Laborers Union Eliminates Threat Of Fed Take Over

Associated Press Writer

JANUARY 20, 2000

WASHINGTON (AP) - The Laborers union has reached agreement with the Justice Department to loosen federal oversight, eliminating the threat of court-appointed officers taking over and cleaning house, the union said today.

Under the new agreement, effective Feb. 1, the union will have to keep internal anti-corruption programs intact through its 2001 elections and the government has the right to challenge any changes in court.

The programs have included the first direct elections of national union leaders and an ethics code enforced by independent officers who have placed locals and district councils representing 68,000 members under supervision or trusteeship, including in New York, Buffalo, New Jersey and Chicago.

The internal corruption investigations reached as high as the union's former president, Arthur Coia, who resigned Dec. 31.

"This agreement is a clear acknowledgment by the government that our union's innovative internal reforms have been effective in ridding the influence of organized crime and corruption, and in building a union that is more open and responsive to its members," said Terence M. O'Sullivan, who has replaced Coia as president.

In a news release, the union said delegates to its 2006 convention would be permitted for the first time to consider modifying internal changes that have resulted from the federal oversight arrangement.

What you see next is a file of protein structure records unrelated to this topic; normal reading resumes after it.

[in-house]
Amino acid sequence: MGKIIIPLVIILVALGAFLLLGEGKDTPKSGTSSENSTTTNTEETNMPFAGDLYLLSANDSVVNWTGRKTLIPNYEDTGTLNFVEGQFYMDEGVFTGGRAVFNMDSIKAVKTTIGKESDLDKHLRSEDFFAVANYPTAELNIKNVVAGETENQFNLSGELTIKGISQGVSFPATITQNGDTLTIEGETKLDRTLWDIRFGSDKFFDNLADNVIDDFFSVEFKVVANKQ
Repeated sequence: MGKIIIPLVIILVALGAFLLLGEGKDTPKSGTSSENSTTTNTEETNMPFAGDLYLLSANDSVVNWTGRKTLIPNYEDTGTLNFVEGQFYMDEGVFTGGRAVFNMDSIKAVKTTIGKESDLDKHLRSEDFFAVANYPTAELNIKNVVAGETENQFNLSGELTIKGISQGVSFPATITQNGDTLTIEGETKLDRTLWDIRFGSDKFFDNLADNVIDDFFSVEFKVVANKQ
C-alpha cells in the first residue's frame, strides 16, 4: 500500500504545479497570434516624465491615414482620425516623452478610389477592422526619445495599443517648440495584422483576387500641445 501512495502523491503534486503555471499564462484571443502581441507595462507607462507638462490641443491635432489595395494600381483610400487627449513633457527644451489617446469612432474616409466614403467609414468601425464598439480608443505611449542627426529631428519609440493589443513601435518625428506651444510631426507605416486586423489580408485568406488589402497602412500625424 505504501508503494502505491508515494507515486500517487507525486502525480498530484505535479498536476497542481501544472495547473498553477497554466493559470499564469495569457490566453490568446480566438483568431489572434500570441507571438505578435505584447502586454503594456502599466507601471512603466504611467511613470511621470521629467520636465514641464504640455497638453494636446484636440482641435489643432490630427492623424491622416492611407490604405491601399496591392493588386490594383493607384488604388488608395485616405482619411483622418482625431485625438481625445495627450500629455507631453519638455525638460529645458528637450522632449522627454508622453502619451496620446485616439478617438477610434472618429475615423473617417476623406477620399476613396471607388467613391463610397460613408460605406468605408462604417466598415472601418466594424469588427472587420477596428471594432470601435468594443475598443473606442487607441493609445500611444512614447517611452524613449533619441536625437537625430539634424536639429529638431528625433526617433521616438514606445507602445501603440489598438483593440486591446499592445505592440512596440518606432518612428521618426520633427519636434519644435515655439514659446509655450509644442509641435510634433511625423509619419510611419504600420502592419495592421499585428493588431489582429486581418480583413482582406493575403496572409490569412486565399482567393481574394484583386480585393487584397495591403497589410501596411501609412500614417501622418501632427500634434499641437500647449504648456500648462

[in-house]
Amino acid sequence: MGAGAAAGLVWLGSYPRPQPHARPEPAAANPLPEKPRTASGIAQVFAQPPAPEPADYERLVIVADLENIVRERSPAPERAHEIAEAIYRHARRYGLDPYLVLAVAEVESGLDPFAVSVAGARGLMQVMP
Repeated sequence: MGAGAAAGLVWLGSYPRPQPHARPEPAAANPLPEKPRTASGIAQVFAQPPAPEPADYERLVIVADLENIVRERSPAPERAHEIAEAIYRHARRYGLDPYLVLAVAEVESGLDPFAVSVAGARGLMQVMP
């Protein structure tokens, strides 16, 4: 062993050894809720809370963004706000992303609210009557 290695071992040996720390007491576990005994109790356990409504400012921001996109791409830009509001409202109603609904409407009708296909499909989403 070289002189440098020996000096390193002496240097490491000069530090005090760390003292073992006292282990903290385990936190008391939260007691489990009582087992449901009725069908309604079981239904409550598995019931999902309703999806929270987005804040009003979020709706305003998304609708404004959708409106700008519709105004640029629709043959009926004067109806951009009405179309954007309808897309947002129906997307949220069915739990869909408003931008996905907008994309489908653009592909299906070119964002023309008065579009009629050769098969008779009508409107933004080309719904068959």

The Laborers International Union of North America has more than 800,000 members, mostly in the construction, environmental cleanup and maintenance industries.

In the 1980s, President Reagan's Commission on Organized Crime accused the Laborers of having mob ties.

To avoid racketeering charges, the union agreed in February 1995 to weed out alleged mob lieutenants from its ranks and hold direct elections of its officers. Under that agreement, which expires Jan. 31, the Justice Department retained the right to place the union under the control of a court-appointed federal trustee.

In 1996, congressional Republicans criticized the union and the Clinton administration and questioned why the union wasn't placed into federal trusteeship.

But a House inquiry into the arrangement between the Laborers and Justice found no evidence that prosecutors were improperly influenced by the close relationship Coia had with Clinton.

Coia was cleared last year by an independent hearing officer of charges that he had ties to organized crime.

He was fined $100,000, however, for a separate ethics violation under a process established under the arrangement with the Justice Department.

That ethics violation - accepting a Ferrari in a joint arrangement with a dealer who leased cars to the union - had launched a new criminal investigation by federal officials who were disappointed Coia was not ousted from the union.

Upon his resignation, Coia said he was tired of the scrutiny of his conduct and that he believes he will ultimately be remembered for his efforts to clean up the union.

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